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Panel of Experts

Karl Schellscheidt

SAT Prep Expert

  • BSE, Princeton University '90
  • M.A., Secondary Education Seton Hall University '93
  • J.D., University of Pennsylvania Law School '00

Fred Hargadon

Dean of Admission

  • Swarthmore College
    (1964-1969)
  • Stanford University
    (1969-1984)
  • Princeton University
    (1988-2003)

Don Betterton

Financial Aid Expert

  • Director of Financial Aid, Princeton University (1973-2006)
  • Certified College Planner
  • Principal, Betterton College Planning

Seamus Malin

Admission Expert

  • Harvard University
    Dir. of Financial Aid
    (1966-1977)
    Asst. Dean of Admission
    (1977-1987)
    International Office Director
    (1987-2002)

The Valedictorian at Princeton University

The valedictorian at Princeton University almost every year is a student who majored in math, engineering or one of the sciences, not a student who majored in the liberal arts. Why? The answer makes sense if you think about it.

The subject matter of math, engineering and the sciences tends to be more objective, or black and white, than that of the liberal arts. In a math class, for example, every homework, quiz, test and final exam problem will have a single correct answer. All a student needs to do is calculate and record the correct answer (more…)

SAT as Predictor of College Success

Karl Schellscheidt

college admissions expert advice from eprep.comIn a recent article on newsweek.com, Po Bronson argues that the SAT is a valid predictor of college success.

“It turns out that an SAT score is a far better predictor than everyone has said. When properly accounting for the self-selection bias, SAT scores correlate with college GPA around 67%. In the social sciences, that’s considered a great predictor.”

For the full article, which I found very interesting, CLICK HERE.

Tips for Acing CR and Writing

Guest Columnist

college admissions expert advice from eprep.com4 Tips to Ace Your SAT Verbal and Writing

Every kid has nightmares about facing the SAT exams, one of the hurdles to their progress to a good college. Enough cannot be said about the importance of these tests, so it is imperative that preparation is thorough, because only with intensive study and planned strategy can you ace the SATs. Most students find it hard to score high marks on the verbal and writing portions; although mathematics is difficult, it can be aced if you study diligently. With the essay, sentence completion and other parts of the verbal and writing tests, you never know how you’re going to be judged, so the best you can do is prepare as well as you can by:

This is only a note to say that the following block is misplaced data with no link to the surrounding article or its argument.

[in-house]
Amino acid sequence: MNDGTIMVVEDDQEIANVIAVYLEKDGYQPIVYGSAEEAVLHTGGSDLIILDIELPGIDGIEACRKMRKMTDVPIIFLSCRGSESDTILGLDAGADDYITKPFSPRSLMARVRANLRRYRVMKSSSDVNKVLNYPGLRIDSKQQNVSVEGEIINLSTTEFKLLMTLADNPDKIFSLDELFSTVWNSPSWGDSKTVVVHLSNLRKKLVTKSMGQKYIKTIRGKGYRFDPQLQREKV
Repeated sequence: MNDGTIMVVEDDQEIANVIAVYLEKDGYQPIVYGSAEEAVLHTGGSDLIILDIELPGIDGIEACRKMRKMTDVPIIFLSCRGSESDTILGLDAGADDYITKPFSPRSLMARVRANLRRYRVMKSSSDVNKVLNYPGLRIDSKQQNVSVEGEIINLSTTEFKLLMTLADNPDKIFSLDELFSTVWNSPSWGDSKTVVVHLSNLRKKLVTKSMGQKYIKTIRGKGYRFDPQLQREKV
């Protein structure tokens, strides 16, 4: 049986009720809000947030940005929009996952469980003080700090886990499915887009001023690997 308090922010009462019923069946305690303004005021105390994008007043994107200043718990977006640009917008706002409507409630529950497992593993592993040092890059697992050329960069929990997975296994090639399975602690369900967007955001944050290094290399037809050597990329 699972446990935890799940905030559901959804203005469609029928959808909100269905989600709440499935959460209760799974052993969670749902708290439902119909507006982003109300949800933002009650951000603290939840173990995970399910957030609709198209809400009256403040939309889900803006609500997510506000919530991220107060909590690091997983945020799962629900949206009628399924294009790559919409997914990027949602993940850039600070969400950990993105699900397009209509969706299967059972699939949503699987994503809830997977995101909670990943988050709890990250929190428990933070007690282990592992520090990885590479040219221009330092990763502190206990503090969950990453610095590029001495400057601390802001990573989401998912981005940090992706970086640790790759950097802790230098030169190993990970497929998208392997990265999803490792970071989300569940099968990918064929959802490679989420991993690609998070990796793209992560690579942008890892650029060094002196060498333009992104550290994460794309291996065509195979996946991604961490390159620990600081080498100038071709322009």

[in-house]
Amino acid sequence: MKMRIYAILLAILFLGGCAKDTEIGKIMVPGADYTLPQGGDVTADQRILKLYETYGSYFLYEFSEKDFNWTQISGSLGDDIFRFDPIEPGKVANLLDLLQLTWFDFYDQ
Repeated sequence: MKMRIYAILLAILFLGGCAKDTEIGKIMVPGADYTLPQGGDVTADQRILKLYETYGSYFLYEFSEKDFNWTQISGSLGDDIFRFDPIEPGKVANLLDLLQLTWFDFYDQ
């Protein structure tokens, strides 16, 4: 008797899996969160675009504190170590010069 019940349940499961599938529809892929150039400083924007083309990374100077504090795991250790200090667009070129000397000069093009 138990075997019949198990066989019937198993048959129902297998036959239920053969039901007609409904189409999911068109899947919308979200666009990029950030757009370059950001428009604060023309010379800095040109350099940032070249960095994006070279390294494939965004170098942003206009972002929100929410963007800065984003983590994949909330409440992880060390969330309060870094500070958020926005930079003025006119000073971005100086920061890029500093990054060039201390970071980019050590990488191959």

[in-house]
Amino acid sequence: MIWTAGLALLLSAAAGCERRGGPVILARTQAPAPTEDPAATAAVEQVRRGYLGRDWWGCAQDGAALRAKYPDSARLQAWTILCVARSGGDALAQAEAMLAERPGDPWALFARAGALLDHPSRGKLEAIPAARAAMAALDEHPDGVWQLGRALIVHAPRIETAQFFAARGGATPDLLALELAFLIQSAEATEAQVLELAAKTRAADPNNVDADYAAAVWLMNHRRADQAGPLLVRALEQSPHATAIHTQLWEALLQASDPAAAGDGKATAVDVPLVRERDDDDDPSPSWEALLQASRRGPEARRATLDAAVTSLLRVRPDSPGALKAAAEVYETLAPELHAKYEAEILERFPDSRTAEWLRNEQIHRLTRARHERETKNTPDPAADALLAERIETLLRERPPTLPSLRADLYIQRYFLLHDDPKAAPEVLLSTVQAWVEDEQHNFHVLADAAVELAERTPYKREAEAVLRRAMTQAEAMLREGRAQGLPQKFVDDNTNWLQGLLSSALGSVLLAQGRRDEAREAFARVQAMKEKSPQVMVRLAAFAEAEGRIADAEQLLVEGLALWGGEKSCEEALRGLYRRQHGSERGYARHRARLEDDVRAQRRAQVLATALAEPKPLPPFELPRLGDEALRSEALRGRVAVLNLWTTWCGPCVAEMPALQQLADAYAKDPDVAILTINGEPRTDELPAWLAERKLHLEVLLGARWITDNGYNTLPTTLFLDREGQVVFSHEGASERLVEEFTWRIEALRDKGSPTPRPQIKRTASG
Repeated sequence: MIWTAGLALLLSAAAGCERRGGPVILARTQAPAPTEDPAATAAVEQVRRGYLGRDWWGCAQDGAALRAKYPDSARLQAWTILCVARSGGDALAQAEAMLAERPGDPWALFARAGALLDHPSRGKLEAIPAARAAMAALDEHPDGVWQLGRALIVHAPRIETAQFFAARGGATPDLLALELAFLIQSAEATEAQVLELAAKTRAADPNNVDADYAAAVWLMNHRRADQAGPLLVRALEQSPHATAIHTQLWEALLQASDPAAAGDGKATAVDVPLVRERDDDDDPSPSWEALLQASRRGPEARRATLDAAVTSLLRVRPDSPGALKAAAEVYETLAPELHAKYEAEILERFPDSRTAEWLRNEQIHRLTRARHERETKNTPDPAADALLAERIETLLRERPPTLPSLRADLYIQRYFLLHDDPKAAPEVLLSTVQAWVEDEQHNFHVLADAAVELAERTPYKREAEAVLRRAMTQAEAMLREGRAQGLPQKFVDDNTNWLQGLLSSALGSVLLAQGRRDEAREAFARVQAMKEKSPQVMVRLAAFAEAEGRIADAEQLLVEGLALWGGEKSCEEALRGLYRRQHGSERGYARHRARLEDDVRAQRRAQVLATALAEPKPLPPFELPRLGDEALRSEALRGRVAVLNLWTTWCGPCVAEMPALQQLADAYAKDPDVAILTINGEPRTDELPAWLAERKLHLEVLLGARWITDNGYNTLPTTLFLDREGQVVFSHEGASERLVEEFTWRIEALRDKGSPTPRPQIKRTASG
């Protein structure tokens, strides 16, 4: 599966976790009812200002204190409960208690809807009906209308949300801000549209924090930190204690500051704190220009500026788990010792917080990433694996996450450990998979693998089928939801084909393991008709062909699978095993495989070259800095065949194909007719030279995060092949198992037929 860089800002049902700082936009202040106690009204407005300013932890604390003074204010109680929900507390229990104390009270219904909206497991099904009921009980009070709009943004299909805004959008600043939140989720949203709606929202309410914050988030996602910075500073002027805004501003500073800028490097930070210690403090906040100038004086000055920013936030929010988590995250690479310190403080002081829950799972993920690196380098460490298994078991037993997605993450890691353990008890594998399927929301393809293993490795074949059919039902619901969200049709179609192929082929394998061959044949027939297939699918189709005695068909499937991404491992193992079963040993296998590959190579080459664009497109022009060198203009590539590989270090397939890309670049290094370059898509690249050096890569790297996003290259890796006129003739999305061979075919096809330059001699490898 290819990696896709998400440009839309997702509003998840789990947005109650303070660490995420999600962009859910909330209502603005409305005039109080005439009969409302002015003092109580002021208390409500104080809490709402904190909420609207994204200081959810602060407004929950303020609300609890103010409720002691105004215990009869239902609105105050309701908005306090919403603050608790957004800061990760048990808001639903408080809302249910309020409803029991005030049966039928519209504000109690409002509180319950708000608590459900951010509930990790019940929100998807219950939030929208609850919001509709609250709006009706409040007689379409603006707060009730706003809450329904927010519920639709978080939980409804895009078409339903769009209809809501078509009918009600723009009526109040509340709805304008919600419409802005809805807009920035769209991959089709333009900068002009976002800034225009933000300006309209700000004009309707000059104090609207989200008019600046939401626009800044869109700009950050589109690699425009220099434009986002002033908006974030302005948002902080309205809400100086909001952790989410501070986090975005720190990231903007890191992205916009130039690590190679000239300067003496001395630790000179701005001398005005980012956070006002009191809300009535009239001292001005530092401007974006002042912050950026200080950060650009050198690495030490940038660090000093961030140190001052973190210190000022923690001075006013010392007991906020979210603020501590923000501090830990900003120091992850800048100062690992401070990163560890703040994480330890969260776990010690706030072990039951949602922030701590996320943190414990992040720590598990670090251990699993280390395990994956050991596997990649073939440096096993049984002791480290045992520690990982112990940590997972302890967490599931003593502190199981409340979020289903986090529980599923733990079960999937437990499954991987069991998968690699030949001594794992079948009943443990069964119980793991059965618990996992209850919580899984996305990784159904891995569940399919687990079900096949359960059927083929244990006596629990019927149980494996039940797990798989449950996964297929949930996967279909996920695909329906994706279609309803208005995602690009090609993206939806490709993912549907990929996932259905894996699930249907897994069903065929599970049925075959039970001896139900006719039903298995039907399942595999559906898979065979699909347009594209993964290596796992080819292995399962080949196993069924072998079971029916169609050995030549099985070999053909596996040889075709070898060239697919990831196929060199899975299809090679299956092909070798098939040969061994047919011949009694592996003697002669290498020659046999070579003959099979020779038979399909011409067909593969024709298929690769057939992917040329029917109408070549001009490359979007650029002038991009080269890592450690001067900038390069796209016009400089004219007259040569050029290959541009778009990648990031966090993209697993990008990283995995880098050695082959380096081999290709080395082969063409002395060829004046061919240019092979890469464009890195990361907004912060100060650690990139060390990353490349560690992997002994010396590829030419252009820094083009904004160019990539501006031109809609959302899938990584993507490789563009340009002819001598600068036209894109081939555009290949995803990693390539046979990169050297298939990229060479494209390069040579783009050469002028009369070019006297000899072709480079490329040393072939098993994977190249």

Starting young: The SATs may come into your life only when you graduate from high school, but that’s no reason to wait till your senior year to prepare for them. In fact, the groundwork for the SATs has to begin when you’re old enough to understand how important these exams are in your life. If you practice improving your vocabulary and reading as a daily habit right from the time you can read, you’re going to have an edge over the competition when you take the SATs.

Reading the right kind of books: It’s not enough that you read; what’s more important is that you read the right kind of books. There are some authors who improve your English and vocabulary and entertain as well, so make sure you include their books as part of your education. While your interest may lie with popular best sellers, you must make an effort to get through and enjoy books that are known to have words that are commonly found in SAT vocabulary questions, like Brian Aldiss, Kim Stanley Robinson, Vladimir Nabokov and K.W. Jeter.

Improving your handwriting: You’re going to have to write the essay using pen and paper, without the help of a word processor. So work on writing a few pages everyday so that your handwriting is neat and presentable even when you’re writing at top speed. You also need to be able to write a complete essay without your fingers cramping or your writing going awry.

Improving your presentation: You need to work on your presentation skills and learn how to use intelligent quotations in your essay, understand how to split it into paragraphs, and most important of all, know how to organize your thoughts and put them down in a cohesive format, one that flows from beginning to end and makes sense.